Hunger in Third World Countries

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Hunger is a serious question that affects many countries in the world, especially in developing countries. A recent report states that “925 million people do not have enough to eat and 98 percent of them live in developing countries.”(FAO,2010) “Hunger is not just the need to eat; but can be defined as “the uneasy or painful sensation caused by want of food; craving appetite, [or] the exhausted condition caused by want of food” (Oxford English Dictionary), which means a continuing deprivation in a person of the food needed to support a healthy life. Over time, people in third world countries who suffer from hunger have slower physical and mental developments than well fed people and are vulnerable to illness and disease. Poverty is the condition of having insufficient resources or income. In its most extreme form, poverty is a lack or deprivation of basic human needs, such as adequate and nutritious food, clothing, housing, clean water, and health services. In developing countries, people are faced with extreme poverty, because there are almost no jobs, a near complete lack of public services, and lastly, because of weak and corrupted central governments. The consequences of this situation are staggering. Millions of people are homeless, disease is rampant, and starvation is a common occurrence. “Extreme poverty remains a daily reality for over 1 billion people who live on less than US$1 a day and 800 million people who suffer from acute scarcity of food.”(MDGs, 2005). More third world countries, such as Sub-Saharan Africa, Southern Asia and Eastern Asia, have more poverty-related ills. These regions are also the most adversely affected by hunger because poverty is rising at a rapid rate. with the ”hungry representing 33 percent of the population in Sub-Saharan Africa, 22 percent in Southern Asia and 13 percent in South East Asia.”(MDGs, 2005), Sub-Saharan Africa and Southern Asia were the worst affected regions in terms of the number of hungry people during the period 1990-2002. Most of the hungry people are from rural areas depending "on consumption and sale of natural products for their income and their foods" (UN, 2005, p. 8). Poverty became the fundamental cause of hunger. “At the end of 2005, more than enough food [was] produced to feed all of its 6 billion inhabitants, but there are still 842 million poor suffering from chronic undernourishment, including 798 million in developing countries” (FAO,2007) . “Farmers in developing countries are unable to compete with the uncompetitively priced well-developed agricultural products dumped onto poor countries, and are forced to sell their land leading to the mass exodus to urban slums.” With less food produced domestically, poor countries are losing the struggle to achieve food sovereignty, thus becoming less ability to feed their own.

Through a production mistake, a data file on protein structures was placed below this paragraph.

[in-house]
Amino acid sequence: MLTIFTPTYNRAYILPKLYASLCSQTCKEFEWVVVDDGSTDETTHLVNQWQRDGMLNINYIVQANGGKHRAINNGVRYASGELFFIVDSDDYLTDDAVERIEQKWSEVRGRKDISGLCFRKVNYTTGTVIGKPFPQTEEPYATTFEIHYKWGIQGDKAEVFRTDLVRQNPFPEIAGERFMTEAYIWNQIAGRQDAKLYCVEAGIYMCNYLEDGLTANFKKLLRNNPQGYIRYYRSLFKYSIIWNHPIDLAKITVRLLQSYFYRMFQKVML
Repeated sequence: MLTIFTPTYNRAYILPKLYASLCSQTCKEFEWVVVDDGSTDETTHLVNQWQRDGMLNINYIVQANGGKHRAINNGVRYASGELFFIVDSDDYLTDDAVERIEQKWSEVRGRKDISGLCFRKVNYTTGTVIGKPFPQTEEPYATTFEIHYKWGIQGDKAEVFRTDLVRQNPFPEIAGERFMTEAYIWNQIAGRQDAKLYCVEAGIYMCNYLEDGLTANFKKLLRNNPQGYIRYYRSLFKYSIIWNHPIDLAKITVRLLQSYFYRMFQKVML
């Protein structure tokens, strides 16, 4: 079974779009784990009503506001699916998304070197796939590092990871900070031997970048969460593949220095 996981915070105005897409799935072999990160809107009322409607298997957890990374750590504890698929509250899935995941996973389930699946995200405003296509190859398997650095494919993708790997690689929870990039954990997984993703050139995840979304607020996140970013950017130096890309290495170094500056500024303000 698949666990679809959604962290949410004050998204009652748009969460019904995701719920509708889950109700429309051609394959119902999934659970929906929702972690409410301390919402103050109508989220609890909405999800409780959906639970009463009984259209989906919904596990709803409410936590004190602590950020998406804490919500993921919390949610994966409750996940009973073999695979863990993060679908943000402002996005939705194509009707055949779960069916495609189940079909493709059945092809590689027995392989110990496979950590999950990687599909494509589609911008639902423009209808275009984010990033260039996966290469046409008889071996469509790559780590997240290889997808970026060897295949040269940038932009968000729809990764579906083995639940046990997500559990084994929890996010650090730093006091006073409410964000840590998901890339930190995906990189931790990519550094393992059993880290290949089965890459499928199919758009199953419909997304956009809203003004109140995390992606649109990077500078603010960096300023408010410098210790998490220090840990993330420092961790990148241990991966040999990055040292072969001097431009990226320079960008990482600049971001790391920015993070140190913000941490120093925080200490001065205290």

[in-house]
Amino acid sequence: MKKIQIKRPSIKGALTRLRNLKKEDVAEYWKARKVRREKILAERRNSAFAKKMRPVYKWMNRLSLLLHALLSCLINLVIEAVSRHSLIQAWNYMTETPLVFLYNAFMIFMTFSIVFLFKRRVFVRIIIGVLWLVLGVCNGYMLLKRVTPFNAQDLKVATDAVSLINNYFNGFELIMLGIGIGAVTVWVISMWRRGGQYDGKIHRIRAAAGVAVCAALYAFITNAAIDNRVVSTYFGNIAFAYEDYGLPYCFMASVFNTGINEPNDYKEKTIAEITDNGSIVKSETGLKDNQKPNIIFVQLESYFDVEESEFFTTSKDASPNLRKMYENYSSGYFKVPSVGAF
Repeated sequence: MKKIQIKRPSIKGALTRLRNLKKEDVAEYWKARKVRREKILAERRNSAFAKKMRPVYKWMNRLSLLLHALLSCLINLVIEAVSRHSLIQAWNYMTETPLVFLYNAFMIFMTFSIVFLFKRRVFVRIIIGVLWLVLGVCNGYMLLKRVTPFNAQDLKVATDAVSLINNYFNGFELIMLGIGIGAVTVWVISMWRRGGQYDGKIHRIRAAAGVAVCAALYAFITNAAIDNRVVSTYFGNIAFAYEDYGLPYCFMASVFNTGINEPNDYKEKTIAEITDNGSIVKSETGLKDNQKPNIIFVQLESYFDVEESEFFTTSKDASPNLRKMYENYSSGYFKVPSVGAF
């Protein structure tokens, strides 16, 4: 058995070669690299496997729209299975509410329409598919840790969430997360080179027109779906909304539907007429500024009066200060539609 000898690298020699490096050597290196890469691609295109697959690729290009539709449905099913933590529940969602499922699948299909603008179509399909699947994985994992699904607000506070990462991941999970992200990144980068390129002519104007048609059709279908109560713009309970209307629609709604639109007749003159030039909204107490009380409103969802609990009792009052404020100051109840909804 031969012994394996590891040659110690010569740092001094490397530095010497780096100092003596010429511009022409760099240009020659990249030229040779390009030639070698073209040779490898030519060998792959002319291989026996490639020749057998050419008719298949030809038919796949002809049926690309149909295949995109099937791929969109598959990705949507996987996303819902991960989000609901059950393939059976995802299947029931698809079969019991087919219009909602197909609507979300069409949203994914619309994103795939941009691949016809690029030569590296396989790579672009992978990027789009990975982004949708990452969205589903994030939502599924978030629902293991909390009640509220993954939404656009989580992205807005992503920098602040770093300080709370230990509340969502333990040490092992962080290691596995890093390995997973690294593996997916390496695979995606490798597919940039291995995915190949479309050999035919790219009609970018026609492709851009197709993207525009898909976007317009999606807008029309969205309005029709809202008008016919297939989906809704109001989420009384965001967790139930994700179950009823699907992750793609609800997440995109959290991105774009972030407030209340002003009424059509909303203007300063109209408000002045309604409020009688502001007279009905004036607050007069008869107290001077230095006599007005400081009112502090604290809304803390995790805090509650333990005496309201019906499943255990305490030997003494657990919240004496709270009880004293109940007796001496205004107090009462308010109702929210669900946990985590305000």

Overpopulation is a term that refers to “a condition by which the population density enlarges to a limit that provokes the environmental deterioration, a remarkable decline in the quality of life, or a population collapse.” “Each day 200,000 more people are added to the world food demand. The world’s human population has increased near fourfold in the past 100 years” (UN population Division, 2007), it is projected to increase from 6.7 billion (2006) to 9.2 billion by 2050. “More than 850 million people worldwide are classified as undernourished”, many of whom suffer from food insecurity. Rapid population growth is intensifying food insecurity in parts of the developing world where populations are increasing fast in a short term, the number of chronically hungry people increased by nearly 4 million per year in the mid- to late 1990s. (world bank,91 ) Rapid population growth is greatly straining already fragile food supplies in the country, with more people facing chronic food shortages. Furthermore, most of the least developed countries with the highest rates of poverty and hunger also have some of the highest rates of population growth,...
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